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Parental Politics

The opinions expressed by columnists are their own and do not necessarily represent the views of

The images are as wholesome as a Hallmark card—Caroline Kennedy and her little brother John-John gracing the White House. When their father was elected President, Caroline was only 3; her brother, just a baby. Their father would face great challenges during his brief time in office—the Cuban Missile crisis, civil rights, Vietnam. Yet, no one seemed to question whether he could handle the job with a toddler and a baby in the family.

Amy Carter was in third grade when her father Jimmy moved the family into the White House. According to, Amy missed her home in Georgia after she was uprooted to Washington, D.C. Still, political pundits did not spend airtime wondering how Jimmy Carter would cope with his tween-ager’s angst.

When she was 12 years old, Chelsea Clinton became a resident of Pennsylvania Avenue. On the verge of becoming a teenager, Chelsea certainly had reason to feel a bit out of her element. She probably needed her father more at that time than at any previous point in her life. However, no one pondered whether Bill Clinton could be a leader of a Superpower and a Super Dad, too.

Now, Alaska Governor Sarah Palin arrives on the scene. She’s not vying for the number-one office in the land—she’s battling for number-two. Yet, journalists openly question whether Alaska’s chief executive can handle being a Mom and the Vice-Presidency, too.

The double-standard that’s in play here could not be more obvious. Democrat Barack Obama is father to two girls who haven’t even reached puberty yet. But when “Access Hollywood” interviewed the Obama family, the reporter seemed more interested in Obama’s taste in chewing gum than in his suitability for the Presidency. Fans of the interview pointed out how nice it would be to have young children in the White House again. No one asked whether Obama could stand up to Russia and still have time to play Scrabble with his offspring.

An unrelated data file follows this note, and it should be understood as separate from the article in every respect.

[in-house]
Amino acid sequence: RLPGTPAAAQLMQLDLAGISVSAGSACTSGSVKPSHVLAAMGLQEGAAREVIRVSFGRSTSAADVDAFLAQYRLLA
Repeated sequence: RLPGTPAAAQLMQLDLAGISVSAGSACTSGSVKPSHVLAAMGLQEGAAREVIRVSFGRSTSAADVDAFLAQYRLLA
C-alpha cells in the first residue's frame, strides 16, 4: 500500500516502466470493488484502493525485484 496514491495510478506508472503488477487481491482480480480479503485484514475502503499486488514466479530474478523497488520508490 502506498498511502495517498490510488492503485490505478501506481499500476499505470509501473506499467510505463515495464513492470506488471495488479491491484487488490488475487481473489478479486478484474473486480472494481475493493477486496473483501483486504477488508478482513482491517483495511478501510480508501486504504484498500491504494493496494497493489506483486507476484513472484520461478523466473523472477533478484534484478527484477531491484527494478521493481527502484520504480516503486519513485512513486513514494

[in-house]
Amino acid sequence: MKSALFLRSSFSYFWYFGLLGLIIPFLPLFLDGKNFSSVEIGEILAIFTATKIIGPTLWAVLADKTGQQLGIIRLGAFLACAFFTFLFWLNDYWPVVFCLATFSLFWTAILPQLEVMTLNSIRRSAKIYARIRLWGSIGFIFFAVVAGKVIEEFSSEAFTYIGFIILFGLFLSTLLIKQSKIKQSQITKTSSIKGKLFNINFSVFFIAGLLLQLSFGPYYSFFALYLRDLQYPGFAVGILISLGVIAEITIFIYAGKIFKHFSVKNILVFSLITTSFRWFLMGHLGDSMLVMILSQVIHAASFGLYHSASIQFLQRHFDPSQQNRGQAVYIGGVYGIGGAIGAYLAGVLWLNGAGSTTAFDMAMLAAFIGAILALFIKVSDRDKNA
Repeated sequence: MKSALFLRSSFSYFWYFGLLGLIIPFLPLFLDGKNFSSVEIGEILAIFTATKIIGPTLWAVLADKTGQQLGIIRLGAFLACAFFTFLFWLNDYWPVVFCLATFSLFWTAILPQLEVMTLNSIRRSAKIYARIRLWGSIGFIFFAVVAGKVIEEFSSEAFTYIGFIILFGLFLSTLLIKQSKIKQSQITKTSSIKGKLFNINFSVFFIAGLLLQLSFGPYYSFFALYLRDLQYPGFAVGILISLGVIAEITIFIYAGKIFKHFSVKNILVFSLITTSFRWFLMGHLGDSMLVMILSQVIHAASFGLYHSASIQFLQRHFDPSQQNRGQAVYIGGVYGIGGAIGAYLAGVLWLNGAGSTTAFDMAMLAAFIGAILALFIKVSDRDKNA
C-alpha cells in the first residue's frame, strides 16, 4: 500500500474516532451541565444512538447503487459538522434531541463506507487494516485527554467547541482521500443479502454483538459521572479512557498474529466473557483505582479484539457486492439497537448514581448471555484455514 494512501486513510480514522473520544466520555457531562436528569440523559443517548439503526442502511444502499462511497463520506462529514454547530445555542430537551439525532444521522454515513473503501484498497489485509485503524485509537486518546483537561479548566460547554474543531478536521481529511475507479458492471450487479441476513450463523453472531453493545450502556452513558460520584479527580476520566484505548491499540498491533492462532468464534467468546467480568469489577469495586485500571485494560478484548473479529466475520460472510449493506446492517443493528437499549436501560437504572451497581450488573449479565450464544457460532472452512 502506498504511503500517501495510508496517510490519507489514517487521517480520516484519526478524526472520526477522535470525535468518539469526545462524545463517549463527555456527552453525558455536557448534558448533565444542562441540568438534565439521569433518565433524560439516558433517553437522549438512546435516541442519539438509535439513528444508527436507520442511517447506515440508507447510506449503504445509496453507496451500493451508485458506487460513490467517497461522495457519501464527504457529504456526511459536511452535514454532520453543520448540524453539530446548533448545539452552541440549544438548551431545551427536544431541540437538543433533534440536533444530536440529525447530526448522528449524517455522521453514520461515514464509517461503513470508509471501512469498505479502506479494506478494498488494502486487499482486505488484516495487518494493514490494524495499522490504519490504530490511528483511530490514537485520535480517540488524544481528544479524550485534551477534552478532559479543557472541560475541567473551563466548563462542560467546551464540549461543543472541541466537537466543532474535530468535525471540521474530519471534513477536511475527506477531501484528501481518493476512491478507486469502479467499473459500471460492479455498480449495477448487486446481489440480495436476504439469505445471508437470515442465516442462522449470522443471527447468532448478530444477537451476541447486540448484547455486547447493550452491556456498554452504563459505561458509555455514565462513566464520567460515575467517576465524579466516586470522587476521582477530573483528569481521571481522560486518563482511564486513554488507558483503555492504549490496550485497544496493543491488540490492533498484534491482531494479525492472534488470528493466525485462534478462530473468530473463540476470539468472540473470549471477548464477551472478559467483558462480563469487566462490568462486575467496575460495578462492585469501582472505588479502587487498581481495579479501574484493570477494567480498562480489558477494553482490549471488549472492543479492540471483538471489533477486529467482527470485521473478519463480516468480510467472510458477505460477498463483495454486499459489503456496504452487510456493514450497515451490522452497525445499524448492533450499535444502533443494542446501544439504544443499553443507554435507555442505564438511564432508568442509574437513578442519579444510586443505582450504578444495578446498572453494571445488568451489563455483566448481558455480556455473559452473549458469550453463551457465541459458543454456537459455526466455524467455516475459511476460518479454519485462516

I would venture to say that, if a woman went in for a job interview, and the hiring manager asked, “Just how do you expect to excel in this job and be a good parent, too?” she would be mortified. If having children under the age of 18 were a disqualification for employment, our economy would grind to a halt.

The fact is, Sarah Palin is being subjected to the worst sexism in the world—and it’s coming not so much from “the right,” but from the liberal left. Journalist Sally Quinn posed the question, “If the phone rings at three o'clock in the morning and her baby is sick what will Sarah Palin do?” I don’t recall anybody asking that of John Kennedy, yet he is heralded as a great President. Is anybody wondering what Obama will do if his 7-year-old Sasha gets a toothache in the middle of the night?

Sarah Palin is applying for a job—a big job, to be sure, but a job nonetheless. She should be judged on her ability to perform as a leader—not as caregiver-in-chief. Despite what some media moguls have to say, I don’t think the average American cares whether she’ll have time to bake chocolate chip cookies for her youngest daughter’s class. Joe and Jo-Anne American are a little bit more concerned about whether Sarah Palin is prepared to grow the economy, help create jobs, and win the war on terror.

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